Put that on the card

You know. Like they tell you NOT to do.

Sunset on the Okavango Delta
Worth the interest.

I have mentioned before that I paid for my big trip to Africa largely on credit. And I said I’d get into that later, so here I am. I know conventional wisdom states that the last thing in the world you’re supposed to do when Sorting Out Your Life is to solve the problem by paying in credit, so this is going to be wildly unpopular advice. But I say you know yourself well enough to know what you can handle financially as well as physically and emotionally and all the other -lys.

That trip was something I really wanted to do. I knew it would be a game-changer (though not precisely how so). I also knew that I would be able to pay it off by the end of the year because I had a job to handle it and I did the math.

I’m not at all saying that you should put every little thing you want to do on a credit card just because you want it. But cards exist for a reason, and I think that gets skipped over because this financial expert or that doesn’t believe normal people can handle it anymore.

There are very few people who keep their credit immaculate. It’s hard. There are surprises in life and there are impulses you can’t or don’t want to ignore. Until about 3 years ago I almost never carried a balance, and then life threw me a curveball during which I learned that A: no emergency fund is ever really big enough, and B: it’s impossible to be prepared for EVERYTHING, no matter how much of a control freak you are.

The last thing I needed right then was the guilt of not being able to keep my credit super-clean. That’s way too much pressure. The cards were there to pull the weight when I could not. Your best intentions are no match for the reality of life, and that’s why these things exist. Give yourself a friggin’ break. I wish current me could have told past me that, but, you know, LEARNING.

Of course it’s a privilege to have the flexibility of credit, and abusing it is just going to stress you out or get you in trouble in the long-run, but there is a balanced view to take here. It’s just money. You can make more money. Not that it’s always easy, but you can.

You can’t, however, make chances. You can’t turn back time. (Even with money, as Jay Gatsby has so shown us.)

Since that’s all the case, I believe that since you can lean on credit in rough times, you should absolutely be able to make use of it for the good times as well.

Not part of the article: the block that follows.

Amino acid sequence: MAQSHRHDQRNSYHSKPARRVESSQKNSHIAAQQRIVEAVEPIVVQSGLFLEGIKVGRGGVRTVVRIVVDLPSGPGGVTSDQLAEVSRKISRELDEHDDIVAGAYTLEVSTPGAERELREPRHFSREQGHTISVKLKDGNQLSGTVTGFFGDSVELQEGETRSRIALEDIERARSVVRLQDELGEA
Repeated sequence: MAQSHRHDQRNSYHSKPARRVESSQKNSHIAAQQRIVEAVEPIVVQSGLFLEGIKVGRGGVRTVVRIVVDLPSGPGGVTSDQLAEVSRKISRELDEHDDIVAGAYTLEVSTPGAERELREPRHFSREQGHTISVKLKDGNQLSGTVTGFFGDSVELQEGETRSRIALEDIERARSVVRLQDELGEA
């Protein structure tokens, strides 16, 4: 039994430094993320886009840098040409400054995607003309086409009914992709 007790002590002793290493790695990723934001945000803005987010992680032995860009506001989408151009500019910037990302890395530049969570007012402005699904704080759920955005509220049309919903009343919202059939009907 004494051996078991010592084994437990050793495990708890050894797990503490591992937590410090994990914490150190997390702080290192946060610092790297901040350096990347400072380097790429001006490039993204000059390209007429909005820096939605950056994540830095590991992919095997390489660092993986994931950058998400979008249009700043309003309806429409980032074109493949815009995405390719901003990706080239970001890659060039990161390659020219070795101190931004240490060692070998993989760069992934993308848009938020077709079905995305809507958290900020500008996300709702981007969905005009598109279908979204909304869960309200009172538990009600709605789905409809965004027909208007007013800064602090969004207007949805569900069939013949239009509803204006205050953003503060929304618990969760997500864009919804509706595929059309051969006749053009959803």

In a tiny plane over the Okavango Delta
14.9%’s got nothing on this.

I could have waited an extra 6 months to book that trip to Africa if I wanted to be ultra-responsible. But it was meant to be a celebration and a reward and all sorts of other intangible things as well as a trip. It was the right time, so I went for it. And I spent a lot more money than I expected to while actually ON the trip. (It’s hard to say no to things you may never get a chance to do again. So no regrets.) As I throw about £300 at that balance every month, it doesn’t feel too bad, because I remember what it’s for.

I don’t want to spend my whole life catching up to my credit balance though, so that’s why I AM waiting the extra year for the Trans-Siberian. That and it’s not really smart to go off for months at a time without a good cushion of cash.

If you can pay up front for these things, it’s always better. But if money is the ONLY thing holding you back, and you can come up with a workable plan to manage that when you get back, that is what credit is made for. There is such thing as using it responsibly. Trust yourself.

…and think about getting the frequent flier mile bonus card BEFORE you spend loads of money on going to Africa, so you don’t, like me, come back and kick yourself on the could’ve-been-billions-of-bonus-miles-on-top-of-your-amazing-holiday you just missed out on. But more on that some other time.

Jules teaching us to do Springbok shots
Money can’t buy a lesson in Springbok shot-taking, but for everything else there’s MasterCard.

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